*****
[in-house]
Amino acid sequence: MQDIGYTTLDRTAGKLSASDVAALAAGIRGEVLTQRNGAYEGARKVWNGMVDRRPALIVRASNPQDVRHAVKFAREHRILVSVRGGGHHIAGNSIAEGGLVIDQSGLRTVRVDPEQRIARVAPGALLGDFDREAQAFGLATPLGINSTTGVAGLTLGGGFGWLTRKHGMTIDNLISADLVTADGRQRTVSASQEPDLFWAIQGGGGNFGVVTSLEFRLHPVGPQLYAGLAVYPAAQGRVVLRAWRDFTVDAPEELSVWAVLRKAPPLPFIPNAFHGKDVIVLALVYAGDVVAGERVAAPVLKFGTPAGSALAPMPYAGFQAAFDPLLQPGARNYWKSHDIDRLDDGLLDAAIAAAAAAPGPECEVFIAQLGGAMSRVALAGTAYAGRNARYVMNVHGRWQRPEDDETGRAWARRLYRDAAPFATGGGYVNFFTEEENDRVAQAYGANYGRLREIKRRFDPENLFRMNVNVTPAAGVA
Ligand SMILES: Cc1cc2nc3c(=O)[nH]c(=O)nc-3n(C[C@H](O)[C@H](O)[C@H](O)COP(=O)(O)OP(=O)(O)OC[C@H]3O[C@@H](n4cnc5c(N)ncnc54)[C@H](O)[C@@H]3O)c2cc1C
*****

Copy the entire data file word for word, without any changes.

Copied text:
[in-house]
Amino acid sequence: MQDIGYTTLDRTAGKLSASDVAALAAGIRGEVLTQRNGAYEGARKVWNGMVDRRPALIVRASNPQDVRHAVKFAREHRILVSVRGGGHHIAGNSIAEGGLVIDQSGLRTVRVDPEQRIARVAPGALLGDFDREAQAFGLATPLGINSTTGVAGLTLGGGFGWLTRKHGMTIDNLISADLVTADGRQRTVSASQEPDLFWAIQGGGGNFGVVTSLEFRLHPVGPQLYAGLAVYPAAQGRVVLRAWRDFTVDAPEELSVWAVLRKAPPLPFIPNAFHGKDVIVLALVYAGDVVAGERVAAPVLKFGTPAGSALAPMPYAGFQAAFDPLLQPGARNYWKSHDIDRLDDGLLDAAIAAAAAAPGPECEVFIAQLGGAMSRVALAGTAYAGRNARYVMNVHGRWQRPEDDETGRAWARRLYRDAAPFATGGGYVNFFTEEENDRVAQAYGANYGRLREIKRRFDPENLFRMNVNVTPAAGVA
Ligand SMILES: Cc1cc2nc3c(=O)[nH]c(=O)nc-3n(C[C@H](O)[C@H](O)[C@H](O)COP(=O)(O)OP(=O)(O)OC[C@H]3O[C@@H](n4cnc5c(N)ncnc54)[C@H](O)[C@@H]3O)c2cc1C